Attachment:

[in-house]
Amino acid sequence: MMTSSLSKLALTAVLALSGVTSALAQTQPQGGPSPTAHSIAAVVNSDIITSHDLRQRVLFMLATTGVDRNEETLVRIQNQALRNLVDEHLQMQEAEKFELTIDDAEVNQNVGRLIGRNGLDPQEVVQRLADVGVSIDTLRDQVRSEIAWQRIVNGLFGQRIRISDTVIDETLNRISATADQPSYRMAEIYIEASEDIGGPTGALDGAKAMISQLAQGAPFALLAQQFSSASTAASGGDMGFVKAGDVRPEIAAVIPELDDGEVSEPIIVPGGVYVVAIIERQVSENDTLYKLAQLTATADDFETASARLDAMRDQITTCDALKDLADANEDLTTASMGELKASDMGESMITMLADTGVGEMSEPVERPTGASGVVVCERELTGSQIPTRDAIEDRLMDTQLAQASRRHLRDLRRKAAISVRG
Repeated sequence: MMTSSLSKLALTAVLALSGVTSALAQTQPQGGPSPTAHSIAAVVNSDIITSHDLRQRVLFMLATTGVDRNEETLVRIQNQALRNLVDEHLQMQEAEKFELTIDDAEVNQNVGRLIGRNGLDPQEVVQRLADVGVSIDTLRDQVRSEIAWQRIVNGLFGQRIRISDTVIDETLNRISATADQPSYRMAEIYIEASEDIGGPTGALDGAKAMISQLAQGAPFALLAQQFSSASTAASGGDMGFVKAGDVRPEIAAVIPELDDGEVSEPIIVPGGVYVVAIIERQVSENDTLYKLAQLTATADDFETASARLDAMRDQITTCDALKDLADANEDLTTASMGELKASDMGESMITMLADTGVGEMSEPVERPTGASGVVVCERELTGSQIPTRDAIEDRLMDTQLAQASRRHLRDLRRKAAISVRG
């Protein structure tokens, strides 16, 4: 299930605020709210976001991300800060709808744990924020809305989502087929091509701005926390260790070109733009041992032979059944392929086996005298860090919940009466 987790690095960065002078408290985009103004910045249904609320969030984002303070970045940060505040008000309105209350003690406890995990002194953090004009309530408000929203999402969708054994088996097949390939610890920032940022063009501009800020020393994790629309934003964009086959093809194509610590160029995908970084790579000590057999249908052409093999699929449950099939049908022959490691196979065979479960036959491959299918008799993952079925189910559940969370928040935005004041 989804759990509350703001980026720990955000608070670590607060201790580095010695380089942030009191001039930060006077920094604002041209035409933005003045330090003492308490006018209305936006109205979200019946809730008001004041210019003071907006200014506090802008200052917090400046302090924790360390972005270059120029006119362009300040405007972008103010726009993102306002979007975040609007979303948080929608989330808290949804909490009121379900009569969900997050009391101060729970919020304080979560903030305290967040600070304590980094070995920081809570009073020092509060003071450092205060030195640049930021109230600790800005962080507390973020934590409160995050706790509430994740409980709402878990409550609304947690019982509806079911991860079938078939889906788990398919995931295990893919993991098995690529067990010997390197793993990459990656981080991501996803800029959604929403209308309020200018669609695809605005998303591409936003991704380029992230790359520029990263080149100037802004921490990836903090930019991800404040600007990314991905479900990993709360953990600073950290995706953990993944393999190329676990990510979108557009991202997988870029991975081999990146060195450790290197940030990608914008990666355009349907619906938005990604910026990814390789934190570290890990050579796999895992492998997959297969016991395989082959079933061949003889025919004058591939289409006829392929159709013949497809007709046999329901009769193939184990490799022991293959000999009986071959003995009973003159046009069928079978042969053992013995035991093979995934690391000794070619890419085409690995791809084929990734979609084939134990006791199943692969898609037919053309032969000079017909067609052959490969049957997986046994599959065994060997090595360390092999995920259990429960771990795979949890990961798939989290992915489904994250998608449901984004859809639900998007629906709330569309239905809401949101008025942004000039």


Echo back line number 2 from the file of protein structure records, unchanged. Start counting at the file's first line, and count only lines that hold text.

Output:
Amino acid sequence: MMTSSLSKLALTAVLALSGVTSALAQTQPQGGPSPTAHSIAAVVNSDIITSHDLRQRVLFMLATTGVDRNEETLVRIQNQALRNLVDEHLQMQEAEKFELTIDDAEVNQNVGRLIGRNGLDPQEVVQRLADVGVSIDTLRDQVRSEIAWQRIVNGLFGQRIRISDTVIDETLNRISATADQPSYRMAEIYIEASEDIGGPTGALDGAKAMISQLAQGAPFALLAQQFSSASTAASGGDMGFVKAGDVRPEIAAVIPELDDGEVSEPIIVPGGVYVVAIIERQVSENDTLYKLAQLTATADDFETASARLDAMRDQITTCDALKDLADANEDLTTASMGELKASDMGESMITMLADTGVGEMSEPVERPTGASGVVVCERELTGSQIPTRDAIEDRLMDTQLAQASRRHLRDLRRKAAISVRG